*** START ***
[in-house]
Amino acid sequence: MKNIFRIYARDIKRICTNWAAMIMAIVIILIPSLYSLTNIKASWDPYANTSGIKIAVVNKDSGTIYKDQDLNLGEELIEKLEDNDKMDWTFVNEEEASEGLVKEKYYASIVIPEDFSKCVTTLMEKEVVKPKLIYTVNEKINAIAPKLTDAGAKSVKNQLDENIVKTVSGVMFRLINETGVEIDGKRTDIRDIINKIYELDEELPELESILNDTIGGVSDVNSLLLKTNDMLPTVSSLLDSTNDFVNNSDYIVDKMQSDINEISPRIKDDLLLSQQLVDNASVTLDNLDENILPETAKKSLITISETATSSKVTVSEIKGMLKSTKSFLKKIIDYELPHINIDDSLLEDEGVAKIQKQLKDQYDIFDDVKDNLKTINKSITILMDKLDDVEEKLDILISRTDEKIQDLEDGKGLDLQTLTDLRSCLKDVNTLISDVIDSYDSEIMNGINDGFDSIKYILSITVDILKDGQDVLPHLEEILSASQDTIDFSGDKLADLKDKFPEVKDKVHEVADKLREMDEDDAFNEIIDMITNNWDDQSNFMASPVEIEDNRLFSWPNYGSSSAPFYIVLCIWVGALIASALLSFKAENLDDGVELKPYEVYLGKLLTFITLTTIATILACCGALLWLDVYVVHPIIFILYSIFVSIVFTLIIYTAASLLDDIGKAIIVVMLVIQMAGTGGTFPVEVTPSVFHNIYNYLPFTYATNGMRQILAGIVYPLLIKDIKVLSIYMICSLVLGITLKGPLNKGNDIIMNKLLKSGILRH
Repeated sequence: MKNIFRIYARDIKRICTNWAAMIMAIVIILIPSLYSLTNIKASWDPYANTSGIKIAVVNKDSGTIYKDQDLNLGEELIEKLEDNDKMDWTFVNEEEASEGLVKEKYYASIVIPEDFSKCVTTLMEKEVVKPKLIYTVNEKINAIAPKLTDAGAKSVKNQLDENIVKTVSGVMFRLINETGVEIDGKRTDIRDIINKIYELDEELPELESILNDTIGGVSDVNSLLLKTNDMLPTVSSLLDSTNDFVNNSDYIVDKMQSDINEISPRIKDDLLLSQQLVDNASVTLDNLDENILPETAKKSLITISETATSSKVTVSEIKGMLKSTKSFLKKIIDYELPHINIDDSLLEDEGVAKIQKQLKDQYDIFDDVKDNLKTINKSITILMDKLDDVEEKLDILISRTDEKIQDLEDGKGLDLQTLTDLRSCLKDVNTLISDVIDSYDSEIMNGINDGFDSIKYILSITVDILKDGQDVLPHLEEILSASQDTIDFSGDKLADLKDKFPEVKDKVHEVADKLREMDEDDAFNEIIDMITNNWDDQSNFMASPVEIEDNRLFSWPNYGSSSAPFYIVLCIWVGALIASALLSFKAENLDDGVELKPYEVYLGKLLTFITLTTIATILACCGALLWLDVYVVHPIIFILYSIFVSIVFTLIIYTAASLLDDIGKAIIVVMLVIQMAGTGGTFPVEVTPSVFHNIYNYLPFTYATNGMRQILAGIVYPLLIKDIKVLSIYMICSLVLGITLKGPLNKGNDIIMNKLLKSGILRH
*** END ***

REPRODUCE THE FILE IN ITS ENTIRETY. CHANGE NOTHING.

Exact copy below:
[in-house]
Amino acid sequence: MKNIFRIYARDIKRICTNWAAMIMAIVIILIPSLYSLTNIKASWDPYANTSGIKIAVVNKDSGTIYKDQDLNLGEELIEKLEDNDKMDWTFVNEEEASEGLVKEKYYASIVIPEDFSKCVTTLMEKEVVKPKLIYTVNEKINAIAPKLTDAGAKSVKNQLDENIVKTVSGVMFRLINETGVEIDGKRTDIRDIINKIYELDEELPELESILNDTIGGVSDVNSLLLKTNDMLPTVSSLLDSTNDFVNNSDYIVDKMQSDINEISPRIKDDLLLSQQLVDNASVTLDNLDENILPETAKKSLITISETATSSKVTVSEIKGMLKSTKSFLKKIIDYELPHINIDDSLLEDEGVAKIQKQLKDQYDIFDDVKDNLKTINKSITILMDKLDDVEEKLDILISRTDEKIQDLEDGKGLDLQTLTDLRSCLKDVNTLISDVIDSYDSEIMNGINDGFDSIKYILSITVDILKDGQDVLPHLEEILSASQDTIDFSGDKLADLKDKFPEVKDKVHEVADKLREMDEDDAFNEIIDMITNNWDDQSNFMASPVEIEDNRLFSWPNYGSSSAPFYIVLCIWVGALIASALLSFKAENLDDGVELKPYEVYLGKLLTFITLTTIATILACCGALLWLDVYVVHPIIFILYSIFVSIVFTLIIYTAASLLDDIGKAIIVVMLVIQMAGTGGTFPVEVTPSVFHNIYNYLPFTYATNGMRQILAGIVYPLLIKDIKVLSIYMICSLVLGITLKGPLNKGNDIIMNKLLKSGILRH
Repeated sequence: MKNIFRIYARDIKRICTNWAAMIMAIVIILIPSLYSLTNIKASWDPYANTSGIKIAVVNKDSGTIYKDQDLNLGEELIEKLEDNDKMDWTFVNEEEASEGLVKEKYYASIVIPEDFSKCVTTLMEKEVVKPKLIYTVNEKINAIAPKLTDAGAKSVKNQLDENIVKTVSGVMFRLINETGVEIDGKRTDIRDIINKIYELDEELPELESILNDTIGGVSDVNSLLLKTNDMLPTVSSLLDSTNDFVNNSDYIVDKMQSDINEISPRIKDDLLLSQQLVDNASVTLDNLDENILPETAKKSLITISETATSSKVTVSEIKGMLKSTKSFLKKIIDYELPHINIDDSLLEDEGVAKIQKQLKDQYDIFDDVKDNLKTINKSITILMDKLDDVEEKLDILISRTDEKIQDLEDGKGLDLQTLTDLRSCLKDVNTLISDVIDSYDSEIMNGINDGFDSIKYILSITVDILKDGQDVLPHLEEILSASQDTIDFSGDKLADLKDKFPEVKDKVHEVADKLREMDEDDAFNEIIDMITNNWDDQSNFMASPVEIEDNRLFSWPNYGSSSAPFYIVLCIWVGALIASALLSFKAENLDDGVELKPYEVYLGKLLTFITLTTIATILACCGALLWLDVYVVHPIIFILYSIFVSIVFTLIIYTAASLLDDIGKAIIVVMLVIQMAGTGGTFPVEVTPSVFHNIYNYLPFTYATNGMRQILAGIVYPLLIKDIKVLSIYMICSLVLGITLKGPLNKGNDIIMNKLLKSGILRH